Implication 6: Reality

*Credit and thanks goes to corruptedsoul for the poster!

I’m off to search for breakfast before I head off to school. Luckily after walking for a bit, I spot this bakery just at the end of the road. I’m honestly surprised to find a teenage boy at the cashier. I wonder why he’s not going to school at this time. Oh wait, it’s only 7:00 am. Is he that poor or what? I’m honestly confused about his presence. The guy stares me down, making me feel annoyed. I already didn’t sleep last night because I didn’t get a bed yet. I guess I’ll go furniture shopping after class. There’s not much to do for the first week anyways.
I can’t help but scoff, “What? There’s something on my face? Or do you just like to stare at people rudely?”

The kid mumbles, “No . . .”

“Say, aren’t you supposed to be at school?” I begin to interrogate.

His frown deepens as he questions back, “Aren’t you supposed to be at work?”

“Haha!” I laugh too loudly. “Me? Work? Do I look that old, kiddo?”


I grab a bun that I spot on one of the shelves and a brownie. Then, I walk towards the cash registrar and tell him, “You’re a funny kid, Nakihara Sentaro.”

“How’d you know—“

“You have a name tag,” I explain.

“Oh . . .”

“So . . . why aren’t you at school?” I slip one of my hands into my pockets while asking.

He presses a few buttons before replying, “That will be 580 yen, and I will go to school soon. It’ll be my last year of high school. Thank god.”

“High school is that bad huh?”

Sentaro nods his head like a robot. “Horrible,” he declares monotonously. “Absolutely pointless and horrible.”

“I take it you don’t have a girlfriend?”

“No, I do.”

“Then what’s so bad about high school?”

“I want to be a pastry chef, but what I’m learning in school is not going to help me in that area.” 

He shoots me a vicious, all-knowing look. I’m kind of reminded of myself, except I’m sure this kid doesn’t rebel much at school. He’s one of those silent, resilient types, who doesn’t say much yet actually has a lot to offer outside of school. I’m thinking to myself that Sentaro hasn’t experienced failure yet. I know I have. I once dreamed of being the best soccer player in Japan, but then realized that I had no talent. I was just a player that knew a few tricks. I wonder now if this kid has skills. I find that if you have talent and determination to fulfill your dream, then you will succeed. If you’re missing either one, you’re lost or are destined to fail.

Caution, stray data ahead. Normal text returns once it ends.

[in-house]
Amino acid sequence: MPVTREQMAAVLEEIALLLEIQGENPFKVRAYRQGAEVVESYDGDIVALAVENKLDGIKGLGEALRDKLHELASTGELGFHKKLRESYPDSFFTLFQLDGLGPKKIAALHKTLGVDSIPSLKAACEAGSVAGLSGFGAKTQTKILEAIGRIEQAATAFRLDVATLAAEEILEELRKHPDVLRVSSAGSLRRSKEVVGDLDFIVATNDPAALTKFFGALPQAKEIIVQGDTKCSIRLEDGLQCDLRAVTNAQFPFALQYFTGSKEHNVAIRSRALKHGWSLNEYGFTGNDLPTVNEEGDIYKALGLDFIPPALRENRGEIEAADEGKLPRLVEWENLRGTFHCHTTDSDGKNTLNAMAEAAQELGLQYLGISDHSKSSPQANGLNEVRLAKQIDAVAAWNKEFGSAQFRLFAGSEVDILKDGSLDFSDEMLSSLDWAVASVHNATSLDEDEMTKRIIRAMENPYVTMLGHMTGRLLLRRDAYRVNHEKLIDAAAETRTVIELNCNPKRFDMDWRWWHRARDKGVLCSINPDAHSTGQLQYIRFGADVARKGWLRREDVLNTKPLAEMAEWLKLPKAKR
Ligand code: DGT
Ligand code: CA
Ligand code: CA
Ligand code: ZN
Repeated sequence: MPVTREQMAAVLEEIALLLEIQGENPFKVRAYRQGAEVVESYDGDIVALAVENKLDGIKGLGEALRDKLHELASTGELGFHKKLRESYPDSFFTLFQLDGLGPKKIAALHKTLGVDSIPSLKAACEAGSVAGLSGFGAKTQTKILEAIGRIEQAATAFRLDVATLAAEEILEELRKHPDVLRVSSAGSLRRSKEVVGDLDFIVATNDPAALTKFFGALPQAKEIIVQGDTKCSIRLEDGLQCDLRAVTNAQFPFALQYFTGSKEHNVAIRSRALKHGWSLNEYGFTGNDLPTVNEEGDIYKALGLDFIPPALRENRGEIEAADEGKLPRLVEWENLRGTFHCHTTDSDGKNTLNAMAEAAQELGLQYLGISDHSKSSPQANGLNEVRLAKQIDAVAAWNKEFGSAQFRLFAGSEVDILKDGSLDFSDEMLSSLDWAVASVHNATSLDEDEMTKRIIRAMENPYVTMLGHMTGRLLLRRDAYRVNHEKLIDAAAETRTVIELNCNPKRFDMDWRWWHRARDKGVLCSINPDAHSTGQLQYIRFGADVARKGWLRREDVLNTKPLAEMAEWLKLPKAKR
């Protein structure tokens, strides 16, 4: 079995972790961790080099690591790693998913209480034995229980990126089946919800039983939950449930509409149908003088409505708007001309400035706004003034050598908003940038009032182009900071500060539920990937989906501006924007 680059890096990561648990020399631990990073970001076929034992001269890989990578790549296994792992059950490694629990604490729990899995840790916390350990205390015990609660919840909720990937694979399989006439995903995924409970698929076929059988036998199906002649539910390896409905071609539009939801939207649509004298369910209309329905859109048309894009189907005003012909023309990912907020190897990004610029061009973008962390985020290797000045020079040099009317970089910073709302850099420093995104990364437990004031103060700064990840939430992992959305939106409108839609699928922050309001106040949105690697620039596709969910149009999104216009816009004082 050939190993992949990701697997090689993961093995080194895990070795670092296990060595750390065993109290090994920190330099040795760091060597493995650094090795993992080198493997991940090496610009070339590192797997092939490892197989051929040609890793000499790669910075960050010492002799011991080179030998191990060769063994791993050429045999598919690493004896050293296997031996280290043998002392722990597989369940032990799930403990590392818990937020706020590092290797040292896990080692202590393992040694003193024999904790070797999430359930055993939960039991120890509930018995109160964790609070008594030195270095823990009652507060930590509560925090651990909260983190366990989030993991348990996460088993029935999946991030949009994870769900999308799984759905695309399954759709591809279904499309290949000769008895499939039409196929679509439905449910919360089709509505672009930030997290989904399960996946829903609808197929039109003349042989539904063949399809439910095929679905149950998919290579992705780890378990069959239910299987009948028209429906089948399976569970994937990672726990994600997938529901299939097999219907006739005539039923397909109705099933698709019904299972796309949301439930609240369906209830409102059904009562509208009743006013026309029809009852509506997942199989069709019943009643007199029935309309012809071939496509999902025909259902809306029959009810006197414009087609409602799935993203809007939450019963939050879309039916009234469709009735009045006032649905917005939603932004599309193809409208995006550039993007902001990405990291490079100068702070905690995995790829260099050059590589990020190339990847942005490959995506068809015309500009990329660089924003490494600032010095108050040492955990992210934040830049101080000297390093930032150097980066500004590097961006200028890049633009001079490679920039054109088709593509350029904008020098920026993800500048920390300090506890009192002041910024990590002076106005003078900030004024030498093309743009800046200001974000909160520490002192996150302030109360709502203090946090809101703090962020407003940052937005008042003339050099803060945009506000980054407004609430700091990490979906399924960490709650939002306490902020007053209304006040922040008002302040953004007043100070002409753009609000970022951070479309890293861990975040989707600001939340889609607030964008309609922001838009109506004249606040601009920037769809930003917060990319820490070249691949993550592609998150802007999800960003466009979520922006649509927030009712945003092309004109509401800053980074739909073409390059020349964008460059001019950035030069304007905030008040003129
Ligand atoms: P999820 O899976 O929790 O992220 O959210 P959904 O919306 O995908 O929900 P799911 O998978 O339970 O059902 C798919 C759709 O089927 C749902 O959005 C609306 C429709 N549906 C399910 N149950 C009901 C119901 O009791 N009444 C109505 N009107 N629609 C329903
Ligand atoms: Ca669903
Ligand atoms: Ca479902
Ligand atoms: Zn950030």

“Well, here’s your money, and I suggest you treat everything as a learning experience. Maybe your English will be handy if you go study elsewhere for baking,” I clarify and throw the change into the pan. “And you should work on your French if your goal is to go to Paris.”

Surprisingly, Sentaro’s eyes almost pop out. In an elated shout, he utters, “You’re right!” Slapping his forehead, he groans, “Ugh! Why didn’t I think of that? Damn it!”

I can’t believe I’m chuckling but I am. “It’s fine. You still have time, but . . . I bet you’re going to break up with your girlfriend.”

“What?” He almost chokes on his own saliva but manages to cough up a retort. “What are you talking about?”

Relieving a sigh, I note, “Trust me . . . when you graduate, you two will break up. It’s inevitable, especially with that career choice of yours.”

“What’s wrong with being a pastry chef?” Sentaro raises an eyebrow at me.

I try to give him the benefit of the doubt and continue on interrogating, “Is she going to be one too?”

Sentaro shakes his head nervously to answer, “No . . . she’s probably going to be doctor. She’s a really smart girl, you know?”

I snap my fingers to demonstrate my point. “Exactly, and you aren’t going to university are you?”


“Exactly. You’re on two different paths, pal.” My head sways side to side. I feel bad for him really. He’s just a kid. Still, I do my duty and break the news to him: 
“You really think she’s going to stick with someone that doesn’t even have his college degree?”

“In the pastry—“

“You really think her parents would like you?” I cut him off almost too immediately. “They probably want her to marry a doctor. A doctor marrying another doctor sounds awfully good. Don’t you think?”

Avoiding eye contact, Sentaro shrugs his shoulders. “I guess so.”

As I open the door, I look over my shoulder and utter, “Don’t let what I said mess up what you have now. Just enjoy the time you have with her, and when it comes, don’t make me say that I told you so.” 

Just when I finish my sentence, a girl enters through the door. She almost bumps into me, causing me to drop the buns in my hand. I nearly curse at her, but I don’t after realizing that it’s her. It’s Fan Girl. She is going to have breakfast here now? 

“Ah Sumi!” I hear Sentaro’s voice brighten like no tomorrow. “What would you—“